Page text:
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OSHA cites cleaning firm over railcar explosion


The U.S. Occupational Safety and Health Administration has cited an Omaha, Nebraska-based railcar cleaning services company for egregious health and safety violations related to a deadly blast that killed two employees in April.

Nebraska Railcar Cleaning Services is facing $963,000 in total penalties after the employees, ages 41and 45, died in the explosion, according to an agency news release issued Thursday. The explosion trapped one of the workers in the railcar while the other employee was hurled off the top of the railcar and a third employee was injured, the agency stated.

The employees were sent into the railcar, even though a check of the air quality inside indicated a serious risk of an explosion and without monitoring the air continuously for explosive hazards as required or providing the employees with emergency retrieval equipment or properly fitted respirators, according to OSHA

OSHA issued citations on Tuesday for seven egregious willful violations involving multiple instances of failing to monitor air quality properly in confined spaces as required and for not fit-testing employees required to use respirators in railcars, according to the agency's statement. Most railcars are confined spaces large enough for workers to enter and perform certain jobs such as cleaning and maintenance, but not designed for continuous occupancy. Fit testing ensures the respirators protect the employees by properly fitting their faces and preventing inhalation of hazard substances.

Safety regulations require that employers evaluate confined spaces for air quality and other hazards prior to allowing workers to enter and then monitor conditions while employees are inside, the agency stated.

Nebraska Railcar, which specializes in cleaning railcars that contained food-grade products, herbicides, pesticides, fertilizers, used oil, asphalt, gasoline and ethanol, was also cited for three willful, two repeated, 20 serious and one other than serious safety and health violations, according to the agency.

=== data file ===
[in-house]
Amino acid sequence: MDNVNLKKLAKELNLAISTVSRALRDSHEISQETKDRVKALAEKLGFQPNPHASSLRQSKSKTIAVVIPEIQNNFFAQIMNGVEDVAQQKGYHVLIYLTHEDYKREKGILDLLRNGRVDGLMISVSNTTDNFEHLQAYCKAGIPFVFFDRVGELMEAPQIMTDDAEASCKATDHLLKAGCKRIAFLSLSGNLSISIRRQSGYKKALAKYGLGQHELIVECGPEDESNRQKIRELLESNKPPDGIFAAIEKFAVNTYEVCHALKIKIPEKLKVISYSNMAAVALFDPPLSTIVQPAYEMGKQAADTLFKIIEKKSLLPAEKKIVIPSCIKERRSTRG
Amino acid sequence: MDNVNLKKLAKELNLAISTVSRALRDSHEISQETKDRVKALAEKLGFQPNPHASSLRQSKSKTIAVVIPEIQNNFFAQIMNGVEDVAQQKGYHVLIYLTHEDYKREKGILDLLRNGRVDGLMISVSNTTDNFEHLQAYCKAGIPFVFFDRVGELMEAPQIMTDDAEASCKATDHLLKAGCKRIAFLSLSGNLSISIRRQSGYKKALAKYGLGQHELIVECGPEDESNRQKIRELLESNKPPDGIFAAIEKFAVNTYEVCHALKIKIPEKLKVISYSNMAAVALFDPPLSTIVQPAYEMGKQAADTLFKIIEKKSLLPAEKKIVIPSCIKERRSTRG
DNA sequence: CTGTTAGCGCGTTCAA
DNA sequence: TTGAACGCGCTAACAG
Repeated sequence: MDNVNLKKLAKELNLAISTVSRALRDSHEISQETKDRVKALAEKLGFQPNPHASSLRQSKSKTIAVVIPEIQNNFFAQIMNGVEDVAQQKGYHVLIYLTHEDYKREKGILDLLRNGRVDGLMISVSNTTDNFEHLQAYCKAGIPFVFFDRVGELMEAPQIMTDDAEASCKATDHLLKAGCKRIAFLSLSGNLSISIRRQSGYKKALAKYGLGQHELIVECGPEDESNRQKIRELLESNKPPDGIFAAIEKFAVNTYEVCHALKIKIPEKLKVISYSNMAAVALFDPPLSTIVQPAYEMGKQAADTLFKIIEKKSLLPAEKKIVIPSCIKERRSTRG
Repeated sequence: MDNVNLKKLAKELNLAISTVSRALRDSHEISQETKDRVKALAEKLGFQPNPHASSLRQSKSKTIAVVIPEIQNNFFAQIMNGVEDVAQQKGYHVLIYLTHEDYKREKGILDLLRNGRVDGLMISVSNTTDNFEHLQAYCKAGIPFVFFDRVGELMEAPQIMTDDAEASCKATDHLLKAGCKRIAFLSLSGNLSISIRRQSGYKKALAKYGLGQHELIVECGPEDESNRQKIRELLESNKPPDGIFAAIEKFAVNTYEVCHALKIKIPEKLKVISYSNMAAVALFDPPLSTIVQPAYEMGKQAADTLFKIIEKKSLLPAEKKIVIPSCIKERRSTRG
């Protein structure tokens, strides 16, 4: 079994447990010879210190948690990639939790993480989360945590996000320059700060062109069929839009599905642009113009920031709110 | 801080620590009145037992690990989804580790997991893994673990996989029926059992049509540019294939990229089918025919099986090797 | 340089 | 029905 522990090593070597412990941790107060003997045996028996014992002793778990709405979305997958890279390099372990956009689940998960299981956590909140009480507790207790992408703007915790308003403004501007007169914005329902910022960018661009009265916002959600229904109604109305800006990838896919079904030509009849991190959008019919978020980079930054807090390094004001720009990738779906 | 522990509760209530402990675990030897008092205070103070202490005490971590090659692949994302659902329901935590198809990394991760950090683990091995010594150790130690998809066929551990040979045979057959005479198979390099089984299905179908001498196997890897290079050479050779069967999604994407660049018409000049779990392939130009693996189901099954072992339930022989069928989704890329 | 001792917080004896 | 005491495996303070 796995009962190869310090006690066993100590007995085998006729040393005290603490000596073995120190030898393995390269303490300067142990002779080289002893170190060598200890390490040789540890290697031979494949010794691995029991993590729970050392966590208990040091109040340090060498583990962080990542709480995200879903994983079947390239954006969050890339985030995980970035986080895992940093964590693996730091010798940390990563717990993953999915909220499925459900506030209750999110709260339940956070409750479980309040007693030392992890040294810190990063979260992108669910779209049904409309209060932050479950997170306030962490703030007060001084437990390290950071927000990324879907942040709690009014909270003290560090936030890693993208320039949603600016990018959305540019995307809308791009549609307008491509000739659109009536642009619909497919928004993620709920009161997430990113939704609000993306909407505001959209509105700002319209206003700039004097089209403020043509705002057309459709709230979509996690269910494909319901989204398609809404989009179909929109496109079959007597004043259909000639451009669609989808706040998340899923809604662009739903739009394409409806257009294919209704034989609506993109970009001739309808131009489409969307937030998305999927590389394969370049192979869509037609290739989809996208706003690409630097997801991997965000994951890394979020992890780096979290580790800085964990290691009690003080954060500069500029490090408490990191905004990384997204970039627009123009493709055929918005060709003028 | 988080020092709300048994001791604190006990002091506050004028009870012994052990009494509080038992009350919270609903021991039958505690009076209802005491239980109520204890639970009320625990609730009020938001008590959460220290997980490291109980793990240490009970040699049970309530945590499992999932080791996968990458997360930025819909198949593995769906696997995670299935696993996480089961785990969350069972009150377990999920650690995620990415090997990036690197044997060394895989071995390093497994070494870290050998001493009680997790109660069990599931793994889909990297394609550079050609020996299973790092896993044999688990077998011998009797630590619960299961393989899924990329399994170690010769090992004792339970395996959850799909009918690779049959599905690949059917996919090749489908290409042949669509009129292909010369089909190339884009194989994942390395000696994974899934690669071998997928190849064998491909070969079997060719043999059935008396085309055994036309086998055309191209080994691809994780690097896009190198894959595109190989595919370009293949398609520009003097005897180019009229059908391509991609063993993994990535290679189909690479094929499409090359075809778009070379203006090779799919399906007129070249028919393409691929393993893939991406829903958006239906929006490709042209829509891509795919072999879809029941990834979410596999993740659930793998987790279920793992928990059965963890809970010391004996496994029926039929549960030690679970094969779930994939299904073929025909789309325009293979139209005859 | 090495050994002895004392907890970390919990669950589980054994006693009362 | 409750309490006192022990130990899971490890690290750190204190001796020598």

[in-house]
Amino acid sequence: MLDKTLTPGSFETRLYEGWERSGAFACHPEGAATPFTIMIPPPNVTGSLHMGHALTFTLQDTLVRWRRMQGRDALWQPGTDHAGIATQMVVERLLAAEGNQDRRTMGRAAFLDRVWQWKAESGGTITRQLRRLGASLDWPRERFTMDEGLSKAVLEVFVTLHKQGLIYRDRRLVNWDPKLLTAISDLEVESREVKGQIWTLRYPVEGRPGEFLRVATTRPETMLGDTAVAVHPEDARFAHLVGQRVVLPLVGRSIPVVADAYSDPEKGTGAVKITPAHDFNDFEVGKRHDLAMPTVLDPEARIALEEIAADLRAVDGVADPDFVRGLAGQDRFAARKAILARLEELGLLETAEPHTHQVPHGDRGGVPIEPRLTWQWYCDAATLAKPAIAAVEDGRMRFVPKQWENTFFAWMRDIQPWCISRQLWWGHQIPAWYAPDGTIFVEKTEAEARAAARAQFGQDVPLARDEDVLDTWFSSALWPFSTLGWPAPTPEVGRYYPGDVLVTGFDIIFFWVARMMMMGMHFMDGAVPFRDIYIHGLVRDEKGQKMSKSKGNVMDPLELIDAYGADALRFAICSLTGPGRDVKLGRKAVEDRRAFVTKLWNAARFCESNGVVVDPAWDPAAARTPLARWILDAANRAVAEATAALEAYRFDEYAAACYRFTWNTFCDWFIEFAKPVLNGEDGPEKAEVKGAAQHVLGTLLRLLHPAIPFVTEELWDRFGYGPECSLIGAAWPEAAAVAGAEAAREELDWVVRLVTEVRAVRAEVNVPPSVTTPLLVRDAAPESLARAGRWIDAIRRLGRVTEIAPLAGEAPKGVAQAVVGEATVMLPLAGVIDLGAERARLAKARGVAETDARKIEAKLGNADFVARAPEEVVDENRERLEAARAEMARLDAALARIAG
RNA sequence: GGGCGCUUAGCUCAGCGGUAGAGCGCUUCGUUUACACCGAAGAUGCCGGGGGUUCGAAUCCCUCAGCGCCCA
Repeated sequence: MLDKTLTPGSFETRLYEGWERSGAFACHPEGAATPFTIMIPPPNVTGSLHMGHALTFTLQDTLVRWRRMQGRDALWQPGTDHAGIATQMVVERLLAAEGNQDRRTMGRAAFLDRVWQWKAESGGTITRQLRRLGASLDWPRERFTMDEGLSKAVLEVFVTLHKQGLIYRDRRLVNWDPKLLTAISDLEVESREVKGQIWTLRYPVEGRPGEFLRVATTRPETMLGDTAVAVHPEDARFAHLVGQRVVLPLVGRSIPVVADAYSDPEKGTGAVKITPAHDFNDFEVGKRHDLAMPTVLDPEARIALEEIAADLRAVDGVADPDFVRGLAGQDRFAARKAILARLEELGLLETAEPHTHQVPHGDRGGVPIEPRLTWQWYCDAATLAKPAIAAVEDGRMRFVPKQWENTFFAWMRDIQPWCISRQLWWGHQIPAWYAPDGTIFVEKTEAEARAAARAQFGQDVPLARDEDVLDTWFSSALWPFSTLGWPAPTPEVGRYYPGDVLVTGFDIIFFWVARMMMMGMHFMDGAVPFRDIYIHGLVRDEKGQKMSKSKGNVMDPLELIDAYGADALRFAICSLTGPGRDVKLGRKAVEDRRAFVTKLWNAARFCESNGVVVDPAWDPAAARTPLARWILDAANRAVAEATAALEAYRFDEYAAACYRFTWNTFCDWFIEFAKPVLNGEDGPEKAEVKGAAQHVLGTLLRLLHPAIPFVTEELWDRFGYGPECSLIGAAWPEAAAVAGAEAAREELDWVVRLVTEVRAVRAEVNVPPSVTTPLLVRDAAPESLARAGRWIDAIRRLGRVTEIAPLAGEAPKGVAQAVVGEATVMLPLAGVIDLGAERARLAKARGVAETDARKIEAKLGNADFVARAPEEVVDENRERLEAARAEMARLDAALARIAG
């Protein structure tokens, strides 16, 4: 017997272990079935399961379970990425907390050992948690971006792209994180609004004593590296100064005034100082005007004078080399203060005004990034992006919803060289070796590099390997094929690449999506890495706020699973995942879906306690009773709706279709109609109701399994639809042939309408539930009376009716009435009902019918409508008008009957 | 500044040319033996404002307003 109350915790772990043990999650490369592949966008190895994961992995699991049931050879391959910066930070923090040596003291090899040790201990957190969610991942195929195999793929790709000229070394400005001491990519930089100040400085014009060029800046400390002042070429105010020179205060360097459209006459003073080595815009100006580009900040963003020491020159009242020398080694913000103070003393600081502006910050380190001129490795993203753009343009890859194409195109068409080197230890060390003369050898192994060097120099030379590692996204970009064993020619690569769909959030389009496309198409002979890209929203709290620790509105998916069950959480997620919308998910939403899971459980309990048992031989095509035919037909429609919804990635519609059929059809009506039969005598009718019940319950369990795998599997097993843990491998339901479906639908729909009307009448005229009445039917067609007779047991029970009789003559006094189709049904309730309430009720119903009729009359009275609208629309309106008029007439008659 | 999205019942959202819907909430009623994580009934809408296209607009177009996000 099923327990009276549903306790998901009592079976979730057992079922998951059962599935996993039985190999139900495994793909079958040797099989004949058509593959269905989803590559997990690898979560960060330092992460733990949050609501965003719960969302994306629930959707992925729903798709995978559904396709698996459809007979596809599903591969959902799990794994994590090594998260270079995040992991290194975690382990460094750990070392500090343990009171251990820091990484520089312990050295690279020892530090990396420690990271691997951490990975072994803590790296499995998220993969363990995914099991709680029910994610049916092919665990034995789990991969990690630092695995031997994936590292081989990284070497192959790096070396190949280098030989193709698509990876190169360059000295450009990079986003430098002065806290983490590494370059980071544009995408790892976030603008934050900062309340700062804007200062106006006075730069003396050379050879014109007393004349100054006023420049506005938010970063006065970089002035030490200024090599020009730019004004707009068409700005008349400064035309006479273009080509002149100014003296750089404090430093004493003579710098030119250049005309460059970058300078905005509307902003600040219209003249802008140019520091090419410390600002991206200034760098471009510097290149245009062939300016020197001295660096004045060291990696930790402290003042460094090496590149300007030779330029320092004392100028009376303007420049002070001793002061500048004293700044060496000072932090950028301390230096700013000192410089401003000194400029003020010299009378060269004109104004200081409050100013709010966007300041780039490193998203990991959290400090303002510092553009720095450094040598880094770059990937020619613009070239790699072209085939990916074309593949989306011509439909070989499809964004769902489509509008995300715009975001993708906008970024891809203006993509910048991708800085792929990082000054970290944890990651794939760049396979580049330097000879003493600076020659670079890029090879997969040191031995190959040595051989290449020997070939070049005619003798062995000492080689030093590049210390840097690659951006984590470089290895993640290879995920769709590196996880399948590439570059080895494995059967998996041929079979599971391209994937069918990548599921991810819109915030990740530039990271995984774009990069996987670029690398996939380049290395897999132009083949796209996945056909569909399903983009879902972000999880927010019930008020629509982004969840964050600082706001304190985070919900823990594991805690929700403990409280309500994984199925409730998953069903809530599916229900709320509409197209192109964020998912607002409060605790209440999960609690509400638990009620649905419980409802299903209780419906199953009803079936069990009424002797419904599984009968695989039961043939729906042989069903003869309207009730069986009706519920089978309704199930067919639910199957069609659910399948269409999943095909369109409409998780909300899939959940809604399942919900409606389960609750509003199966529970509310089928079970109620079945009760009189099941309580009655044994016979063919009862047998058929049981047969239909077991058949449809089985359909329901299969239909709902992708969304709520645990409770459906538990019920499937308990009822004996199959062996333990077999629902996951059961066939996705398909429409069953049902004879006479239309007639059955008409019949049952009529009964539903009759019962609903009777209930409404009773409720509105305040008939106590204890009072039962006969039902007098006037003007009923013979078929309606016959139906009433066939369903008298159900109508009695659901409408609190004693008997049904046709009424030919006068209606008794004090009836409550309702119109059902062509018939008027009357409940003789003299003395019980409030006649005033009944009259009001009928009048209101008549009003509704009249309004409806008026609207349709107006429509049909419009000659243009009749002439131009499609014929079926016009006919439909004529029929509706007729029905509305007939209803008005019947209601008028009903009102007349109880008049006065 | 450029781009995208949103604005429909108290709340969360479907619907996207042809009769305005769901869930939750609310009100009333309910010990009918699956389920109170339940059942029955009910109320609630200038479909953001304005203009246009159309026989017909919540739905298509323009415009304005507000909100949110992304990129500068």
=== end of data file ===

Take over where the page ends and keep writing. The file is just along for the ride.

OSHA placed the company in its Severe Violator Enforcement Program, which focuses resources on inspecting employers who, according to the agency, have demonstrated indifference to their Occupational Safety and Health Act obligations through willful, repeated or failure-to-abate violations.

“This company has regularly failed to use appropriate equipment and procedures to keep their employees safe and in this case it had tragic consequences,” Jeff Funke, OSHA's area director in Omaha said in the statement. “The company needs to immediately re-evaluate its procedures for entering and cleaning railcars.”

“This isn't the first time this employer put its workers' lives at risk, but OSHA will do everything in our power to ensure it is the last,” David Michaels, assistant secretary of labor for occupational safety and health in Washington, said in the statement.

Nebraska Railcar has had five whistleblower complaints filed with OSHA since 2013, with two under investigation, two dismissed for lack of merit and one settled and subject to a non-disclosure agreement, according to the agency.

National Railcar is “very disappointed" with OSHA's handling of this investigation” and adamantly denies the company intentionally put its employees in harm's way, it stated in a press release. The alleged violations, along with incidents referenced in OSHA's 2013 investigation into the company, “have no causal connection to the explosion,” National Railcar said in the release.

The company is continuing its internal investigation into the tragic accident, according to the release. “NRCS is determined to get to the root cause of this accident because the families and the employees of NRCS have a right to know,” the company said. “NRCS will vigorously defend against these allegations because the facts simply do not support them.”

The company's workers compensation provider is Travelers Indemnity Co. of Overland Park, Kansas, according to OSHA.

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